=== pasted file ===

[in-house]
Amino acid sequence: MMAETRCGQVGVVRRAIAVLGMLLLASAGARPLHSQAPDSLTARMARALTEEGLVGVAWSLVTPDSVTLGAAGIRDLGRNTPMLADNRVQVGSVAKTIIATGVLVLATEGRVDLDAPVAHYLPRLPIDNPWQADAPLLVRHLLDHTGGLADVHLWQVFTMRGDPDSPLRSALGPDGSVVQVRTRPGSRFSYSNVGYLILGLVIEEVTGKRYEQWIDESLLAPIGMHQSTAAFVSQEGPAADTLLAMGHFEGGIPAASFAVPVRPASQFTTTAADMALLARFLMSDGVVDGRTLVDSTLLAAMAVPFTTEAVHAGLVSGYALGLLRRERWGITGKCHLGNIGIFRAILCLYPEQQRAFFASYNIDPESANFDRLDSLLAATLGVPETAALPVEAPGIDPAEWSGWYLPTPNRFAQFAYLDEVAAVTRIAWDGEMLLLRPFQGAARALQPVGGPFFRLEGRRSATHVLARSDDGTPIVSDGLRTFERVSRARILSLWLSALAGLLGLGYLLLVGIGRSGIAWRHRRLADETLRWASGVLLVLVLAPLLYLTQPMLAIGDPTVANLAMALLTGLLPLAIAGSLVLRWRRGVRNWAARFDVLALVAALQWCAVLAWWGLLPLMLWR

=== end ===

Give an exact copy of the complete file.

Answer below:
[in-house]
Amino acid sequence: MMAETRCGQVGVVRRAIAVLGMLLLASAGARPLHSQAPDSLTARMARALTEEGLVGVAWSLVTPDSVTLGAAGIRDLGRNTPMLADNRVQVGSVAKTIIATGVLVLATEGRVDLDAPVAHYLPRLPIDNPWQADAPLLVRHLLDHTGGLADVHLWQVFTMRGDPDSPLRSALGPDGSVVQVRTRPGSRFSYSNVGYLILGLVIEEVTGKRYEQWIDESLLAPIGMHQSTAAFVSQEGPAADTLLAMGHFEGGIPAASFAVPVRPASQFTTTAADMALLARFLMSDGVVDGRTLVDSTLLAAMAVPFTTEAVHAGLVSGYALGLLRRERWGITGKCHLGNIGIFRAILCLYPEQQRAFFASYNIDPESANFDRLDSLLAATLGVPETAALPVEAPGIDPAEWSGWYLPTPNRFAQFAYLDEVAAVTRIAWDGEMLLLRPFQGAARALQPVGGPFFRLEGRRSATHVLARSDDGTPIVSDGLRTFERVSRARILSLWLSALAGLLGLGYLLLVGIGRSGIAWRHRRLADETLRWASGVLLVLVLAPLLYLTQPMLAIGDPTVANLAMALLTGLLPLAIAGSLVLRWRRGVRNWAARFDVLALVAALQWCAVLAWWGLLPLMLWR